This is happening right now with blueberries, with some really effective harvesting and packing machines. The varieties have to be adapted to it on the harvest side, but blueberries don’t seem to be hurt too much. We invested a fair amount in strawberry harvesters, but we quit doing it. There’s a lot of work going on, and maybe somebody will come up with something. If they do, we’ll use it, if it works. Most of what I see happening in automation will be more in supporting activities in things like strawberries, raspberries and blackberries. So, some of it can occur; we’re seeing more controlled environment settings.

A little bit of a concern I have is, in general, the automation opportunities in produce are much more on the vegetable side, and all the fruit still requires a lot of labor. So fruit will probably get more expensive relative to vegetables, but they’re really not that interchangeable. A big job is to take more of the plate with fruit and vegetables, and less with animal protein or salty snacks or whatever. That’s a massive market — we just need to bring more of it into the produce world.

What do you think will be the biggest trends that reshape the global berry industry over the next 10 or 15 years?

Genetics will continue to be a major factor, and the techniques associated with it will also evolve. We got involved in that early on, along with a few other companies, extending the genetic footprint. The capabilities have tremendously advanced, providing more opportunities. Alongside genetics, there will be advancements in production systems. A big question in our business is how significant controlled environments — whether in glass or indoor — will become. I personally don’t think it’ll be that significant in the mainstream in the next five or ten years, but there is a role.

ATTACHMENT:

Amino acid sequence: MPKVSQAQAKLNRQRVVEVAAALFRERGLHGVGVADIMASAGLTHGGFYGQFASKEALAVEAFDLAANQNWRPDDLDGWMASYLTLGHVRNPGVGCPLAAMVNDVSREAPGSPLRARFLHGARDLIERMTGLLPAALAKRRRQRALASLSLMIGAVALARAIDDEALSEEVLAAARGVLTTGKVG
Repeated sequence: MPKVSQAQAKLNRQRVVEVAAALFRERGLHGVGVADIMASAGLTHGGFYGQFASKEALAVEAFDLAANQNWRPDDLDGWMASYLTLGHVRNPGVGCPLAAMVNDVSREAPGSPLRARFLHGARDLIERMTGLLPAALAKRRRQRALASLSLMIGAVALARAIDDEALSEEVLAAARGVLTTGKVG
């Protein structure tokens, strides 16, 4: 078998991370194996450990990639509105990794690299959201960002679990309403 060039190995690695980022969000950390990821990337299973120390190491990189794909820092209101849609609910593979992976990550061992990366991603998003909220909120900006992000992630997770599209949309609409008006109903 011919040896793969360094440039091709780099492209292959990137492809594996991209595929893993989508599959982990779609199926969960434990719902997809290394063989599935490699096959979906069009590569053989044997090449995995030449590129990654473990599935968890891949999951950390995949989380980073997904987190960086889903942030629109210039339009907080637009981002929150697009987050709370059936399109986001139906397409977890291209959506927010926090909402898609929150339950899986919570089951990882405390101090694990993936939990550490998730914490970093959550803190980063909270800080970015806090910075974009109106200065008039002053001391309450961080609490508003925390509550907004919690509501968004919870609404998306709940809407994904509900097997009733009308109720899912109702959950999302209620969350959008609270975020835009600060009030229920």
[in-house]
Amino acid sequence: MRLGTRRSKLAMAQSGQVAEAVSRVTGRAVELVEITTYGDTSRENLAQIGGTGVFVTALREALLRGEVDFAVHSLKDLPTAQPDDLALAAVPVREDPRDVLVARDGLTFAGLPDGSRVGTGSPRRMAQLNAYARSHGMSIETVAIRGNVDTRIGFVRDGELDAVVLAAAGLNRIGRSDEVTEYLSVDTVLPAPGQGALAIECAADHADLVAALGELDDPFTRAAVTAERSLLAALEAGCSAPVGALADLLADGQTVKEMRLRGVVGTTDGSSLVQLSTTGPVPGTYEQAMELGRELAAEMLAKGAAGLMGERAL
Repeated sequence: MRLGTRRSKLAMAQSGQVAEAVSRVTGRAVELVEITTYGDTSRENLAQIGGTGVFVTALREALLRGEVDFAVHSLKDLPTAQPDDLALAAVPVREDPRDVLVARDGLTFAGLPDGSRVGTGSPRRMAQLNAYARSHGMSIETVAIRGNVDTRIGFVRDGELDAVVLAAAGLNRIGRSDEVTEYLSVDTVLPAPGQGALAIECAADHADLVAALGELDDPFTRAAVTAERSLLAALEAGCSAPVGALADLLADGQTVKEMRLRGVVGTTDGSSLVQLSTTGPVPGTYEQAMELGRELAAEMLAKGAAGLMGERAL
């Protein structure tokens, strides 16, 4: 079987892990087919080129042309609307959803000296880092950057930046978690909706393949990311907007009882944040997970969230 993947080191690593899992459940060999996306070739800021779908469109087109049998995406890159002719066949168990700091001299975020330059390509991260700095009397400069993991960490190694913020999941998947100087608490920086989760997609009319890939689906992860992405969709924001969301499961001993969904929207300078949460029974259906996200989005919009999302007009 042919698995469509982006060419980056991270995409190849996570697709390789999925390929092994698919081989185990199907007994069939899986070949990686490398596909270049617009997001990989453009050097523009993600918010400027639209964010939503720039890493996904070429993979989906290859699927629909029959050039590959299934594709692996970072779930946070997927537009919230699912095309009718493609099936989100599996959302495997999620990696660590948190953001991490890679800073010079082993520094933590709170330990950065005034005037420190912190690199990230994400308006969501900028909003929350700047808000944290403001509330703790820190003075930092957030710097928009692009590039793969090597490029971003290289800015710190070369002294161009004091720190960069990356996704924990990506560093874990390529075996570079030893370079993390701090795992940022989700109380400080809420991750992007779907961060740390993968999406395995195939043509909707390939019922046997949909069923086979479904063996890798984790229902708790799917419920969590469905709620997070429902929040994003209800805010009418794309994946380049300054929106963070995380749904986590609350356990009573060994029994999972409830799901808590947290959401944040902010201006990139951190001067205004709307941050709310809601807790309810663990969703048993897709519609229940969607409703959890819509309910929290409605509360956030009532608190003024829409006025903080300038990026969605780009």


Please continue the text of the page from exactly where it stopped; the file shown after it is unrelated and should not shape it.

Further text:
Demographics are a crucial factor, considering the interesting global demographic landscape with population growth, migrations and our commitment to feeding people. There’s a bit of bias in our crops towards the middle class and those with more financial capability. However, being a part of people’s diet is essential, and the demographic shifts in where people live and move will influence our industry. It’s challenging to predict, but demographics will undoubtedly be significant. 

With conflicts around human mobility worldwide, the third key aspect is climate change and our response to it. We operate in various regions, facing some inefficiencies, but we’re actively seeking ways to minimize our footprint and achieve more berries with fewer resources.

What advice would you give to young professionals in the industry who are aspiring to leadership roles?

I would advise getting your hands dirty and gaining a broad set of experiences. This is particularly crucial early in your career when it’s easier to move around. If you’re committed at an early stage and have the opportunity to take on something different, go for it — get close to the product. Don’t confine yourself to a theoretical world. Driscoll’s strives to create opportunity for everyone in the enterprise regardless of what level that an individual starts at. The business is complex and the broader breadth of experiences are valuable for future leaders.

What would you like your lasting legacy to be, both at Driscoll’s and in the wider berry industry?

I would like to be thought of as someone who treated everybody with a similar and high degree of respect, regardless of who they are or what their background is. And that both I and our enterprise created that opportunity for those who wish to pursue them.

That’s the main thing. I would hope that even our competitors would say that I was a tough competitor but always open and honest, and that everything all got done the right way.